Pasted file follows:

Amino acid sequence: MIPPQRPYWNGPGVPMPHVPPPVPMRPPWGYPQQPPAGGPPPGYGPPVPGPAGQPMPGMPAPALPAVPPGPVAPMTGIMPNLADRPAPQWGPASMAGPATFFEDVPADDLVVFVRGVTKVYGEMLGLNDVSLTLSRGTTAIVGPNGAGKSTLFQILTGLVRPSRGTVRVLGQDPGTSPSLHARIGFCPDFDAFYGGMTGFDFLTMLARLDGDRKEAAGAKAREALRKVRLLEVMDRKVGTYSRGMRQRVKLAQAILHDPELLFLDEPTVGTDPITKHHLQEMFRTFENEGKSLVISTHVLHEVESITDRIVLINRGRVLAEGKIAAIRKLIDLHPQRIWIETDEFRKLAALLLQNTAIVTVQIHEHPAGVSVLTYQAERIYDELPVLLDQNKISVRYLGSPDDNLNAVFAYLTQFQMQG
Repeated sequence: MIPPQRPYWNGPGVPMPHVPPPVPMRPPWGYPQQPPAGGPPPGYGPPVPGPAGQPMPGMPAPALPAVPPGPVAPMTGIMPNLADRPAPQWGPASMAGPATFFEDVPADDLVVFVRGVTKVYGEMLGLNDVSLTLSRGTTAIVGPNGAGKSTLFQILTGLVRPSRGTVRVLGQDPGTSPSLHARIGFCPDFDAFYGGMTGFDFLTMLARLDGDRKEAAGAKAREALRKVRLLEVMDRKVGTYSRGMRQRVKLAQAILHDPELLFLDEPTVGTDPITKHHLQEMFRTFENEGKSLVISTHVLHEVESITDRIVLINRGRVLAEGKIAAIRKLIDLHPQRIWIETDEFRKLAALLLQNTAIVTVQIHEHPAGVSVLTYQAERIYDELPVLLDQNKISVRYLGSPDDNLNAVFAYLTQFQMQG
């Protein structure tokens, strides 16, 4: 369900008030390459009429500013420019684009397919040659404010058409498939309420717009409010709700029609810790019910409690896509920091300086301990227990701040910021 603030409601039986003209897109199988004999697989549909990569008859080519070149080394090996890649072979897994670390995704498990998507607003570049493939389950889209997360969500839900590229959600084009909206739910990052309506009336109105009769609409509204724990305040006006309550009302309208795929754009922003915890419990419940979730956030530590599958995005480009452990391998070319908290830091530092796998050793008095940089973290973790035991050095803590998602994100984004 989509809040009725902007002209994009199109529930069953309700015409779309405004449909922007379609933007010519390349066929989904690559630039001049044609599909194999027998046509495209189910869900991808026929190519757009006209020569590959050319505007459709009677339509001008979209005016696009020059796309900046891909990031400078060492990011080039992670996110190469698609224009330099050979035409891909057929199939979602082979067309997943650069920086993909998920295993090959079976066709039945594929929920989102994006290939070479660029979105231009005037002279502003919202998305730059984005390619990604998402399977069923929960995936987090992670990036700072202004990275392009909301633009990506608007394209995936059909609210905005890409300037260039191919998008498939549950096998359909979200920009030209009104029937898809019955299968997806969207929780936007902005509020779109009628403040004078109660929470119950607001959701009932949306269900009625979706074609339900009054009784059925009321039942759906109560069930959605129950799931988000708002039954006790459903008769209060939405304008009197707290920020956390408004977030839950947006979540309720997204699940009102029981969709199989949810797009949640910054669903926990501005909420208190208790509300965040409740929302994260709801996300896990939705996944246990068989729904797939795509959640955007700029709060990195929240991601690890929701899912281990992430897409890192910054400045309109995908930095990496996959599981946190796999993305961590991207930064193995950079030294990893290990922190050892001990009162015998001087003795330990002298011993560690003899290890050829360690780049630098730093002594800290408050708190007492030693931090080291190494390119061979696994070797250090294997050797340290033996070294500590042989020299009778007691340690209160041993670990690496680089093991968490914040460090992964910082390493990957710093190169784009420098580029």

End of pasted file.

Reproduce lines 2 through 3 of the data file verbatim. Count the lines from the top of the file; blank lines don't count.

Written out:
Repeated sequence: MIPPQRPYWNGPGVPMPHVPPPVPMRPPWGYPQQPPAGGPPPGYGPPVPGPAGQPMPGMPAPALPAVPPGPVAPMTGIMPNLADRPAPQWGPASMAGPATFFEDVPADDLVVFVRGVTKVYGEMLGLNDVSLTLSRGTTAIVGPNGAGKSTLFQILTGLVRPSRGTVRVLGQDPGTSPSLHARIGFCPDFDAFYGGMTGFDFLTMLARLDGDRKEAAGAKAREALRKVRLLEVMDRKVGTYSRGMRQRVKLAQAILHDPELLFLDEPTVGTDPITKHHLQEMFRTFENEGKSLVISTHVLHEVESITDRIVLINRGRVLAEGKIAAIRKLIDLHPQRIWIETDEFRKLAALLLQNTAIVTVQIHEHPAGVSVLTYQAERIYDELPVLLDQNKISVRYLGSPDDNLNAVFAYLTQFQMQG
């Protein structure tokens, strides 16, 4: 369900008030390459009429500013420019684009397919040659404010058409498939309420717009409010709700029609810790019910409690896509920091300086301990227990701040910021 603030409601039986003209897109199988004999697989549909990569008859080519070149080394090996890649072979897994670390995704498990998507607003570049493939389950889209997360969500839900590229959600084009909206739910990052309506009336109105009769609409509204724990305040006006309550009302309208795929754009922003915890419990419940979730956030530590599958995005480009452990391998070319908290830091530092796998050793008095940089973290973790035991050095803590998602994100984004 989509809040009725902007002209994009199109529930069953309700015409779309405004449909922007379609933007010519390349066929989904690559630039001049044609599909194999027998046509495209189910869900991808026929190519757009006209020569590959050319505007459709009677339509001008979209005016696009020059796309900046891909990031400078060492990011080039992670996110190469698609224009330099050979035409891909057929199939979602082979067309997943650069920086993909998920295993090959079976066709039945594929929920989102994006290939070479660029979105231009005037002279502003919202998305730059984005390619990604998402399977069923929960995936987090992670990036700072202004990275392009909301633009990506608007394209995936059909609210905005890409300037260039191919998008498939549950096998359909979200920009030209009104029937898809019955299968997806969207929780936007902005509020779109009628403040004078109660929470119950607001959701009932949306269900009625979706074609339900009054009784059925009321039942759906109560069930959605129950799931988000708002039954006790459903008769209060939405304008009197707290920020956390408004977030839950947006979540309720997204699940009102029981969709199989949810797009949640910054669903926990501005909420208190208790509300965040409740929302994260709801996300896990939705996944246990068989729904797939795509959640955007700029709060990195929240991601690890929701899912281990992430897409890192910054400045309109995908930095990496996959599981946190796999993305961590991207930064193995950079030294990893290990922190050892001990009162015998001087003795330990002298011993560690003899290890050829360690780049630098730093002594800290408050708190007492030693931090080291190494390119061979696994070797250090294997050797340290033996070294500590042989020299009778007691340690209160041993670990690496680089093991968490914040460090992964910082390493990957710093190169784009420098580029």